Coloring: The White Shark is really only white on its belly. The top part of its body is actually gray or blue/gray in color. This dual color pattern is a deadly combination -- the dark-colored upper back makes it difficult to see the shark while looking down from the surface. Where as, its white-colored underside makes it hard to see while looking up from the bottom. This type of camouflage makes the shark blend easily into its surroundings which allows it to sneak up and attack its prey without warning.

The Senses

Vision: The eyes are located on the sides of the head, providing an excellent field of vision and have the ability to function decently in low-light conditions as well as bright light situations.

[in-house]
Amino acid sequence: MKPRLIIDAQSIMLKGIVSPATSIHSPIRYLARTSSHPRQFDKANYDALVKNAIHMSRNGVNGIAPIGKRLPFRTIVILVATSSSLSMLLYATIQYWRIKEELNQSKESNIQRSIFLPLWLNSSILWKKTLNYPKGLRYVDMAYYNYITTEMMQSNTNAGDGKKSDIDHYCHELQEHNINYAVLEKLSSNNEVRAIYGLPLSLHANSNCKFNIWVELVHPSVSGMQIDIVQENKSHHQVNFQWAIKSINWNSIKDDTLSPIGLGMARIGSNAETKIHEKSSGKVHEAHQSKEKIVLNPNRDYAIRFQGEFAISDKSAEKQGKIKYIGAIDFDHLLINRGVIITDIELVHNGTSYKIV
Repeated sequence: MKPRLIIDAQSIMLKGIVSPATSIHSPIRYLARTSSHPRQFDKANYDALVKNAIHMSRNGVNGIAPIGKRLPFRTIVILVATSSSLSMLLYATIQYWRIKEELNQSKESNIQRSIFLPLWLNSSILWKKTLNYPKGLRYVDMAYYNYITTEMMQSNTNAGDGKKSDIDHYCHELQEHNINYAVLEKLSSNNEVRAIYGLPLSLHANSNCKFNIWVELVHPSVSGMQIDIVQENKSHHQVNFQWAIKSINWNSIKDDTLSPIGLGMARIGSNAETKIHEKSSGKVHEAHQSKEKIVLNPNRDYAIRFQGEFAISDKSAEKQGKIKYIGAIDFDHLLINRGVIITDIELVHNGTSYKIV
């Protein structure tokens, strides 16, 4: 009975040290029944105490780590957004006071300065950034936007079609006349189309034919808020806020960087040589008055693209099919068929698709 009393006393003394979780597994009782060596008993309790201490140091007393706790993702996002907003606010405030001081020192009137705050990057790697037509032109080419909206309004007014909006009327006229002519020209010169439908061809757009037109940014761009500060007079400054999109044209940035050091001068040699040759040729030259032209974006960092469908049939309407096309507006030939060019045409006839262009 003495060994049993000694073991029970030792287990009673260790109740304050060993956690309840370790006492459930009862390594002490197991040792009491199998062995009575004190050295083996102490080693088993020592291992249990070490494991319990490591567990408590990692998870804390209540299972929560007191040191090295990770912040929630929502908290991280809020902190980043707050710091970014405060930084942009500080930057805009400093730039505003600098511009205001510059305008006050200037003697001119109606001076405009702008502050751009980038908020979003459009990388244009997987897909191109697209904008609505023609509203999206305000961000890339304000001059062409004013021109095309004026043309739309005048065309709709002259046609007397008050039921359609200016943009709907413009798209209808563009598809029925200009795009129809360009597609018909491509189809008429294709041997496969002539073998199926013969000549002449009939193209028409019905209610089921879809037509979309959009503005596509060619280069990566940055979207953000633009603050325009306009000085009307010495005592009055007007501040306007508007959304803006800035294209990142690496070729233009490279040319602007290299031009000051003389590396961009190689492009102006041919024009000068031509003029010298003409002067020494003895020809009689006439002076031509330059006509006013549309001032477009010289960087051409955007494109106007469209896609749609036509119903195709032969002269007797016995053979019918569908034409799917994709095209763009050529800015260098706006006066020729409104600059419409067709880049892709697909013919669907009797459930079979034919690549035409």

Great Whites, like humans have two basic types of retinal cell: rods and cones. There are more rods than cones in the eyes, which helps the shark in low light conditions. Rods are straight slender stick-like shaped photosensitive receptors, while cones are gently tapered and relatively squatty photosensitive receptors that resembles a cone-in-shape. Rods are particularly adept at detecting contrast and movement and responsive to faint light conditions - but are not very good at discerning fine detail. Where as, cones surpass Rods at discerning fine details, which includes color - but require well illuminated operating conditions to function well.